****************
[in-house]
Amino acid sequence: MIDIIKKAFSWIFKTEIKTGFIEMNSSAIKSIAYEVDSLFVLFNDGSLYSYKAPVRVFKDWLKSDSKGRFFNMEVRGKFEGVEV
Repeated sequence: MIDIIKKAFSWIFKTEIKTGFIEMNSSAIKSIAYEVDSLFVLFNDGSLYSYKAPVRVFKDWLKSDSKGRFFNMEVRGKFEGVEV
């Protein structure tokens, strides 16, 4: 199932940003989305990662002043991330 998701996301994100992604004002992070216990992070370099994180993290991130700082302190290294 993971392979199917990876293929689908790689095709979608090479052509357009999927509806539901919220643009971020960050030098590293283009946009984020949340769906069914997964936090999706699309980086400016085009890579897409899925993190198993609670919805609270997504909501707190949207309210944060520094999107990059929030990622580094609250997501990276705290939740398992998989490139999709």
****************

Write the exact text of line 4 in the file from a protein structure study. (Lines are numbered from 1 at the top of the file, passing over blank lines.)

């Protein structure tokens, strides 16, 4: 199932940003989305990662002043991330 998701996301994100992604004002992070216990992070370099994180993290991130700082302190290294 993971392979199917990876293929689908790689095709979608090479052509357009999927509806539901919220643009971020960050030098590293283009946009984020949340769906069914997964936090999706699309980086400016085009890579897409899925993190198993609670919805609270997504909501707190949207309210944060520094999107990059929030990622580094609250997501990276705290939740398992998989490139999709």